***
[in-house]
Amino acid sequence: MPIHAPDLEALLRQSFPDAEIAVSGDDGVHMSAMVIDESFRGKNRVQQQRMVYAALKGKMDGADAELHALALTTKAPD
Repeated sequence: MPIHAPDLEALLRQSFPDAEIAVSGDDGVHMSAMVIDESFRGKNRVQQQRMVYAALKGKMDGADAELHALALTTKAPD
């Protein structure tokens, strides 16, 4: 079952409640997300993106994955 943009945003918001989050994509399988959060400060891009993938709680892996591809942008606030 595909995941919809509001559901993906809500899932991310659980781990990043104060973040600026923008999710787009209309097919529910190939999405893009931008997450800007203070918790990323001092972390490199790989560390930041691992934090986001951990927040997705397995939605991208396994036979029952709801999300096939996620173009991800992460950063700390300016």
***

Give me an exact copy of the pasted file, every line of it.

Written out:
[in-house]
Amino acid sequence: MPIHAPDLEALLRQSFPDAEIAVSGDDGVHMSAMVIDESFRGKNRVQQQRMVYAALKGKMDGADAELHALALTTKAPD
Repeated sequence: MPIHAPDLEALLRQSFPDAEIAVSGDDGVHMSAMVIDESFRGKNRVQQQRMVYAALKGKMDGADAELHALALTTKAPD
């Protein structure tokens, strides 16, 4: 079952409640997300993106994955 943009945003918001989050994509399988959060400060891009993938709680892996591809942008606030 595909995941919809509001559901993906809500899932991310659980781990990043104060973040600026923008999710787009209309097919529910190939999405893009931008997450800007203070918790990323001092972390490199790989560390930041691992934090986001951990927040997705397995939605991208396994036979029952709801999300096939996620173009991800992460950063700390300016």